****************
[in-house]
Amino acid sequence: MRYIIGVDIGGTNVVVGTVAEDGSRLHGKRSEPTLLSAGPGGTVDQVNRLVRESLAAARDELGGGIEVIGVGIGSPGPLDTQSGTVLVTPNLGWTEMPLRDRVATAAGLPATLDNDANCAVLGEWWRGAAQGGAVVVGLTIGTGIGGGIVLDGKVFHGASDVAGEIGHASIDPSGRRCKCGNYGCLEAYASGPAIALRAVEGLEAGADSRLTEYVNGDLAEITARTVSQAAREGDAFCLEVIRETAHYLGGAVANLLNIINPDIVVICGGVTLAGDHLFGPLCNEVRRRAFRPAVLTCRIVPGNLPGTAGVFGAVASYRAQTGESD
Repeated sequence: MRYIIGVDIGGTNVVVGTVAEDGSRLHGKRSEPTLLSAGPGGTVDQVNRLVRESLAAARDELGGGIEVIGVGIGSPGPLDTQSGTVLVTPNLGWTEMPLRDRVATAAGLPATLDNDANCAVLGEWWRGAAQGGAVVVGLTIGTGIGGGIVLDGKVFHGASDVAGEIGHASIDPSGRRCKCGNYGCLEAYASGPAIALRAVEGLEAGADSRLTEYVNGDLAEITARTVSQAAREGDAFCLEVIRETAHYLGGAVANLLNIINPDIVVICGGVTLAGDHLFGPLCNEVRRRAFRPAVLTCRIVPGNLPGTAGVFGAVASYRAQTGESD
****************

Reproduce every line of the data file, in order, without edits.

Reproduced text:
[in-house]
Amino acid sequence: MRYIIGVDIGGTNVVVGTVAEDGSRLHGKRSEPTLLSAGPGGTVDQVNRLVRESLAAARDELGGGIEVIGVGIGSPGPLDTQSGTVLVTPNLGWTEMPLRDRVATAAGLPATLDNDANCAVLGEWWRGAAQGGAVVVGLTIGTGIGGGIVLDGKVFHGASDVAGEIGHASIDPSGRRCKCGNYGCLEAYASGPAIALRAVEGLEAGADSRLTEYVNGDLAEITARTVSQAAREGDAFCLEVIRETAHYLGGAVANLLNIINPDIVVICGGVTLAGDHLFGPLCNEVRRRAFRPAVLTCRIVPGNLPGTAGVFGAVASYRAQTGESD
Repeated sequence: MRYIIGVDIGGTNVVVGTVAEDGSRLHGKRSEPTLLSAGPGGTVDQVNRLVRESLAAARDELGGGIEVIGVGIGSPGPLDTQSGTVLVTPNLGWTEMPLRDRVATAAGLPATLDNDANCAVLGEWWRGAAQGGAVVVGLTIGTGIGGGIVLDGKVFHGASDVAGEIGHASIDPSGRRCKCGNYGCLEAYASGPAIALRAVEGLEAGADSRLTEYVNGDLAEITARTVSQAAREGDAFCLEVIRETAHYLGGAVANLLNIINPDIVVICGGVTLAGDHLFGPLCNEVRRRAFRPAVLTCRIVPGNLPGTAGVFGAVASYRAQTGESD